Rest in space…
Rest in space…
And now our watch has ended…
Last month, NASA’s Mars Odyssey orbiter captured a new thermal image of Phobos, the larger of Mars’ two moons. Each color in the full-moon image represents a temperature range detected by Odyssey’s Thermal Emission Imaging System (THEMIS) camera. Each observation is done from a slightly different angle or time of day, providing new kinds of data.
The new, full-moon view is better for studying material composition, whereas earlier half-moon views are better for looking at surface textures. With the half-moon views, scientists could see how rough or smooth the surface is and how it’s layered. With the new full-moon views, scientists can gather data on what minerals are in it, including metals.
Iron and nickel are two such metals. Depending on how abundant the metals are, and how they’re mixed with other minerals, researchers might be able to determine whether Phobos is a captured asteroid or a pile of Mars fragments blasted into space by a giant impact long ago.
Human exploration of Phobos has been discussed in the space community as a distant, future possibility, and a Japanese sample-return mission to the tiny moon is scheduled for launch in the 2020s. These and future observations could help future missions identify hazards and find safe areas to land of the surface.
New data from the Spitzer and Hubble space telescopes show that in particular wavelengths of infrared light, some of the first galaxies to form in the Universe (less than 1 billion years after the Big Bang) were considerably brighter than astronomers anticipated.
No one yet knows for sure when the first stars in our Universe burst to life. Evidence suggests that between 100 million and 200 million years after the Big Bang, the Universe was filled mostly with neutral hydrogen gas that had perhaps just begun to coalesce into stars, which then began to form the first galaxies.
By about 1 billion years after the Big Bang, the Universe had become a sparkling firmament. Something else had changed, too: electrons of the omnipresent neutral hydrogen gas had been stripped away in a process known as ionization.
The Epoch of Reionization, the changeover from the Universe full of neutral hydrogen to one filled with ionized hydrogen, is well documented.
Before this Universe-wide transformation, long-wavelength forms of light, such as radio waves and visible light, traversed the Universe more or less unencumbered. But shorter wavelengths, including ultraviolet light, X-rays and gamma rays, were stopped short by neutral hydrogen atoms. These collisions would strip the neutral hydrogen atoms of their electrons, ionizing them.
But what could have produced enough ionizing radiation to affect all the hydrogen in the Universe? Was it individual stars? Giant galaxies?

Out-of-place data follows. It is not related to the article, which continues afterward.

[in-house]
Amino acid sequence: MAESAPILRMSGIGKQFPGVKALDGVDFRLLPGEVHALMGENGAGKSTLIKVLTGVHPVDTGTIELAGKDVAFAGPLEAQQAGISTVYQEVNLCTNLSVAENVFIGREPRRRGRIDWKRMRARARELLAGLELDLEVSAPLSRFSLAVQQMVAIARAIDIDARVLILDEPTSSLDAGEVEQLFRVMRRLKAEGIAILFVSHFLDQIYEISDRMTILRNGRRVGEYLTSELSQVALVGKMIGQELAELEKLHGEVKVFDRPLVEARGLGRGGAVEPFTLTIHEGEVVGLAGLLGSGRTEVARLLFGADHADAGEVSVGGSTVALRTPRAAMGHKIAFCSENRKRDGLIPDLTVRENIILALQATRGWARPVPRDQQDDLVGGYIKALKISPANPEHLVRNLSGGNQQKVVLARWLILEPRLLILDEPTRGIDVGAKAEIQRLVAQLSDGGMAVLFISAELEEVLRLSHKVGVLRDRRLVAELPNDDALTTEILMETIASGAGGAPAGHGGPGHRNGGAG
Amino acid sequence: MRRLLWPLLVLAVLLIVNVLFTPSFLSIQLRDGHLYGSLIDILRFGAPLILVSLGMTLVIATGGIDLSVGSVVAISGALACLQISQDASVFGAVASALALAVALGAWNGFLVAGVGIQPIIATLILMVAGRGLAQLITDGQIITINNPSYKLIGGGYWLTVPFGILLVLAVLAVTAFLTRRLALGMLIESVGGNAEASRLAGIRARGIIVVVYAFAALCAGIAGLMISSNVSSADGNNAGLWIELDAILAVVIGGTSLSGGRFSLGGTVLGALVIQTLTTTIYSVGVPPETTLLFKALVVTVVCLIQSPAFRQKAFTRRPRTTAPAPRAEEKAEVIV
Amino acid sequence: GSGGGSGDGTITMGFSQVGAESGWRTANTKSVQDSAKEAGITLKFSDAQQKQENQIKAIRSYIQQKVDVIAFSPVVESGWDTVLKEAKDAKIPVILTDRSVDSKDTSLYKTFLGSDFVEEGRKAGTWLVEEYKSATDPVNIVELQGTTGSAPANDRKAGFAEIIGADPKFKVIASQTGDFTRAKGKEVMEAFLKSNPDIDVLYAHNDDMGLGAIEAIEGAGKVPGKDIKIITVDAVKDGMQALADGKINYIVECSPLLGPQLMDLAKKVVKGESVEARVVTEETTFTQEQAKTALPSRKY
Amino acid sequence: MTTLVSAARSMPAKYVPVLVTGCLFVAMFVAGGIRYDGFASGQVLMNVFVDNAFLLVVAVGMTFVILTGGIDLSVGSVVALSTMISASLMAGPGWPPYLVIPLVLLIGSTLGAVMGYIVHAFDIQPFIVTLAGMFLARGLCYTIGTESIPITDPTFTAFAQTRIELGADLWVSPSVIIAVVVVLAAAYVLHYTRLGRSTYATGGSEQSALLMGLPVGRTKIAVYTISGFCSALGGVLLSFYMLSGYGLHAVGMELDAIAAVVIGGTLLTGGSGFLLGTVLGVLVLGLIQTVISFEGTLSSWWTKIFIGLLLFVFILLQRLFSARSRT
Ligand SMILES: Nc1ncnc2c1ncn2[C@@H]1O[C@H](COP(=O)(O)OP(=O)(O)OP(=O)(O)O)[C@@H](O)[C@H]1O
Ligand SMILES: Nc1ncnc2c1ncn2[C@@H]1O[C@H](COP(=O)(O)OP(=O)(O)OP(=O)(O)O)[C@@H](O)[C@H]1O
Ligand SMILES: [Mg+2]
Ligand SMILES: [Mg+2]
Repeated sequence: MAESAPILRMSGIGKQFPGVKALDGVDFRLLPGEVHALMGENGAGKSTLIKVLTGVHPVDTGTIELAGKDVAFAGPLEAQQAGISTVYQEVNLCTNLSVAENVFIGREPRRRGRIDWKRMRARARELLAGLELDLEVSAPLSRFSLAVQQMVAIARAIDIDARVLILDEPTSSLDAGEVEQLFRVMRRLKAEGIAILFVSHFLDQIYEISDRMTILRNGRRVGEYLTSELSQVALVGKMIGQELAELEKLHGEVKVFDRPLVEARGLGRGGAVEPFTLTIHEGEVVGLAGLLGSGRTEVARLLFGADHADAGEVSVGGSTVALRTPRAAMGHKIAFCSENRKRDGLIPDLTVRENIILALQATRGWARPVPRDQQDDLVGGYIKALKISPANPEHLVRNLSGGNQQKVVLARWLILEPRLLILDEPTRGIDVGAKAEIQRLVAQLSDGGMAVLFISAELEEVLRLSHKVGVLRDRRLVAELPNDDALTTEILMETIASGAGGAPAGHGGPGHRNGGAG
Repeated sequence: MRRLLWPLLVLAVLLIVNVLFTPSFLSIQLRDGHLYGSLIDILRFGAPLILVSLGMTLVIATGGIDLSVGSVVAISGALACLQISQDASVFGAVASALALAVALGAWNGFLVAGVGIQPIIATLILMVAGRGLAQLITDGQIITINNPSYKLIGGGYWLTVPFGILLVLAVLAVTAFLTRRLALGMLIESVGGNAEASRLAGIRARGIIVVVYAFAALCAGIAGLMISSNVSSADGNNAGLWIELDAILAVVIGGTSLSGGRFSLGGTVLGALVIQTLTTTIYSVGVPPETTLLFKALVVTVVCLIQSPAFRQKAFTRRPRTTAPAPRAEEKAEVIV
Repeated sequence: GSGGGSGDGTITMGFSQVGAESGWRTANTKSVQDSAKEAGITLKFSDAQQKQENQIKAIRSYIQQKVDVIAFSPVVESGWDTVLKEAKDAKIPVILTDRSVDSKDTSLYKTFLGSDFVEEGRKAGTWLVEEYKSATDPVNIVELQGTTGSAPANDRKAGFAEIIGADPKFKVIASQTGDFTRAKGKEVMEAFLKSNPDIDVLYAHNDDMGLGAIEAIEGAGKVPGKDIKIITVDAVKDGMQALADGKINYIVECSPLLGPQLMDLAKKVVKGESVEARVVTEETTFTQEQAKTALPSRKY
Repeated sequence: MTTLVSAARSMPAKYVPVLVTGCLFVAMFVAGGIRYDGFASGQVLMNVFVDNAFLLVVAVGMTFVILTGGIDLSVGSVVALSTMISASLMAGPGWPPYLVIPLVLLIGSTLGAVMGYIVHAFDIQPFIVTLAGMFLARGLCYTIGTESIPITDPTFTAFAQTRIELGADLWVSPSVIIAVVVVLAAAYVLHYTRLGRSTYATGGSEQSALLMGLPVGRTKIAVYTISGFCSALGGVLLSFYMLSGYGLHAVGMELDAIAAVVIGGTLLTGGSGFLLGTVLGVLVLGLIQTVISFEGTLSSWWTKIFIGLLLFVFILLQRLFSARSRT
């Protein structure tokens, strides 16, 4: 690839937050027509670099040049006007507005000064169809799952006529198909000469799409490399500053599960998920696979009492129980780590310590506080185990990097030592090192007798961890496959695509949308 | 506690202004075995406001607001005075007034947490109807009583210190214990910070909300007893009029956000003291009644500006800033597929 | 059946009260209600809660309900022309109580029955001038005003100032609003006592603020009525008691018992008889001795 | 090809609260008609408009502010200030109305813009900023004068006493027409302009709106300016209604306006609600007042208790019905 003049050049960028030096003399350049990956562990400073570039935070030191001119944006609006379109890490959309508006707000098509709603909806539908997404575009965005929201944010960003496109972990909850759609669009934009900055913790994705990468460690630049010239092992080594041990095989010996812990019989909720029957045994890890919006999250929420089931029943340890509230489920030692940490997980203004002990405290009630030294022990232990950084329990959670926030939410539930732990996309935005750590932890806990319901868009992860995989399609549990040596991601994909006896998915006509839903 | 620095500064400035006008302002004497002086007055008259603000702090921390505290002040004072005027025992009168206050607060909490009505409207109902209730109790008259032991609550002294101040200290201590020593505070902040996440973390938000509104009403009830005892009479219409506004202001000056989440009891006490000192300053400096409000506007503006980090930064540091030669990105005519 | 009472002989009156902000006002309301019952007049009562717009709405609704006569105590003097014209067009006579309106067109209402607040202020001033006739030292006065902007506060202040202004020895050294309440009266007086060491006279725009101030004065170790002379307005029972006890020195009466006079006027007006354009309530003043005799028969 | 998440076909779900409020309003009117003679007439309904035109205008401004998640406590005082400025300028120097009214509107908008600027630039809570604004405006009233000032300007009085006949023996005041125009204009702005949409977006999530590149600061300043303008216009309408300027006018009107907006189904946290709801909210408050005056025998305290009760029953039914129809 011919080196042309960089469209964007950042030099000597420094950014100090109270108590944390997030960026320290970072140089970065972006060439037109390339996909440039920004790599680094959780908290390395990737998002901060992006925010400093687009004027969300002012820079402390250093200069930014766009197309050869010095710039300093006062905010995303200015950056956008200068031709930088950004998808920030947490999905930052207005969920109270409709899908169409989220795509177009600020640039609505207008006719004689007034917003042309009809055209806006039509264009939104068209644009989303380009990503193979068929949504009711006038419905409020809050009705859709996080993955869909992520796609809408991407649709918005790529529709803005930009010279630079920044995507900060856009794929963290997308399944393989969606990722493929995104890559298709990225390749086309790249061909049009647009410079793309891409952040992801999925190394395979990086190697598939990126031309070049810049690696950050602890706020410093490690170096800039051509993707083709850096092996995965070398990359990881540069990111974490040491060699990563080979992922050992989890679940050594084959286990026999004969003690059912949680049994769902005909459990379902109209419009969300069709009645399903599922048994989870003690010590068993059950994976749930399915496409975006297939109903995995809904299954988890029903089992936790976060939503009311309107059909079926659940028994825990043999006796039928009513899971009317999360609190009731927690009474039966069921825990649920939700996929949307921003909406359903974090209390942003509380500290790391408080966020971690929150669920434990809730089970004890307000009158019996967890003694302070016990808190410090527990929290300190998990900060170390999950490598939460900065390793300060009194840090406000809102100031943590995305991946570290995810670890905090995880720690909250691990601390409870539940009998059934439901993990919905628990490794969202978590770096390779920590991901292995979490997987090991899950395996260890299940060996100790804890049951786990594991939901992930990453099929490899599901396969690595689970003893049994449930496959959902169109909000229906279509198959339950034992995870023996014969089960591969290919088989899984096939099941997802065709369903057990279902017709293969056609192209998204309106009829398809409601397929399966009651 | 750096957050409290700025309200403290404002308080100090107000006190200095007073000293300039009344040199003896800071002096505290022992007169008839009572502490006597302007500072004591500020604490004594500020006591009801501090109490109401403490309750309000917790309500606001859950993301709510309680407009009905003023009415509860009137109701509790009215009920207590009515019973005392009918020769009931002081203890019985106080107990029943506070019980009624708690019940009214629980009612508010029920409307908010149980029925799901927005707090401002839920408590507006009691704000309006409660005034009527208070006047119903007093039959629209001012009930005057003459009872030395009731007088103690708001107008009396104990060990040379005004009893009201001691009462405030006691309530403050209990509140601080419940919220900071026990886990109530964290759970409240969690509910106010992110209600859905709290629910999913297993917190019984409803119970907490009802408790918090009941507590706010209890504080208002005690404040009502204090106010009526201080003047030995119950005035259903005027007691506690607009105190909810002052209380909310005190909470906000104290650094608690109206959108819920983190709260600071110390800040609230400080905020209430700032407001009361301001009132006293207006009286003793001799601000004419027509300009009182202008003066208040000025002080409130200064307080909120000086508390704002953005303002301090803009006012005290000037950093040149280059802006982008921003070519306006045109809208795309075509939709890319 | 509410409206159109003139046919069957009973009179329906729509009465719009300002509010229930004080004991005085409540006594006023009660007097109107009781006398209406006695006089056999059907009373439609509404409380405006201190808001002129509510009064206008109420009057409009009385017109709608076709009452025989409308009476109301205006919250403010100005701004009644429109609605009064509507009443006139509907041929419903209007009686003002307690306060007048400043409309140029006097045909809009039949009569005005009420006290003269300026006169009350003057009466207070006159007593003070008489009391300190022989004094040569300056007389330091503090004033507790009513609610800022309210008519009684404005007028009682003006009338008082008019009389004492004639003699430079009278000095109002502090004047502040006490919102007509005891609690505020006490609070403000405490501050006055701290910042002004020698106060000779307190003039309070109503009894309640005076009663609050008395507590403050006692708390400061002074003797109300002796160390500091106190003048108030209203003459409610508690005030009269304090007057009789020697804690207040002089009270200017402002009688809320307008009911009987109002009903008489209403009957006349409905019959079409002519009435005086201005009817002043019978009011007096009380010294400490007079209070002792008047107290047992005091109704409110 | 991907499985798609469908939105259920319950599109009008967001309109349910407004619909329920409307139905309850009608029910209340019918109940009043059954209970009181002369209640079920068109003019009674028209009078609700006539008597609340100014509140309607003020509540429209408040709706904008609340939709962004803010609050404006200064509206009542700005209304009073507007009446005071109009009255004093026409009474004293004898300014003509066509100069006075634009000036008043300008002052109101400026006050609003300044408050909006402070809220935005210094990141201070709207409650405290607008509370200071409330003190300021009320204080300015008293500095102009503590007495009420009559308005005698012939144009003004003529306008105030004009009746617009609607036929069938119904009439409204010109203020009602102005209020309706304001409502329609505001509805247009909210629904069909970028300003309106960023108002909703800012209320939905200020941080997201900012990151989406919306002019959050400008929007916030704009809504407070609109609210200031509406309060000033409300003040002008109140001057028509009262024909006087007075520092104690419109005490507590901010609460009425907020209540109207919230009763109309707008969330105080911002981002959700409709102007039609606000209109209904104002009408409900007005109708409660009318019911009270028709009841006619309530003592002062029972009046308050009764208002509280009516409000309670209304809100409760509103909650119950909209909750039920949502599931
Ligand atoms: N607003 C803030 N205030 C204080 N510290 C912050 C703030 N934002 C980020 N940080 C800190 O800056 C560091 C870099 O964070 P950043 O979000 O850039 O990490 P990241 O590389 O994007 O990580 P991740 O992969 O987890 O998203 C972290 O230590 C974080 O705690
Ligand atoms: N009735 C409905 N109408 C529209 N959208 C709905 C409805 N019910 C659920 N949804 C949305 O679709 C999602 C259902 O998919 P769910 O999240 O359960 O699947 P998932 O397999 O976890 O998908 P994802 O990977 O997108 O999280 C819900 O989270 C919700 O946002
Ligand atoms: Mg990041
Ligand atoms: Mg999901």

If either were the culprit, those early cosmic colonizers would have been different than most modern stars and galaxies, which typically don’t release high amounts of ionizing radiation. Then again, perhaps something else entirely caused the event, such as quasars.
Researchers found that early galaxies were particularly bright in two specific wavelengths of infrared light produced by ionizing radiation interacting with hydrogen and oxygen gases within the galaxies. This implies that the galaxies were dominated by young, massive stars composed mostly of hydrogen and helium. They contain very small amounts of heavy elements, like nitrogen, carbon and oxygen, compared to stars found in modern galaxies.
These stars were not the first stars to form in the Universe (those would have been composed of hydrogen and helium only) but were still members of very early generations of stars.
The Epoch of Reionization wasn’t an instantaneous event, so while the new results are not enough to close the book on this cosmic event, they do provide new details about how the Universe evolved during this time and how the transition played out.
The findings are published in the Monthly Notices of the Royal Astronomical Society.
In April 2019, NASA’s InSight lander used its Instrument Deployment Camera (IDC) to capture a series of Martian sunrise and sunset images.
The first mission to send back such images was NASA’s Viking 1 lander, which captured a sunset on August 21, 1976. NASA’s Viking 2 then captured a sunrise on June 14, 1978. Since then, both sunrises and sunsets have been recorded by NASA’s Spirit, Opportunity and Curiosity rovers.
InSight’s IDC camera on the lander’s robotic arm snapped these photos on April 24 and 25, 2019, the 145th Martian day (sol) of the mission. In local Mars time, the shots were taken starting around 5:30 a.m. and then again starting around 6:30 p.m.
Much farther from Mars than it is from Earth, the Sun appears only about two-thirds the size that it does when viewed from Earth.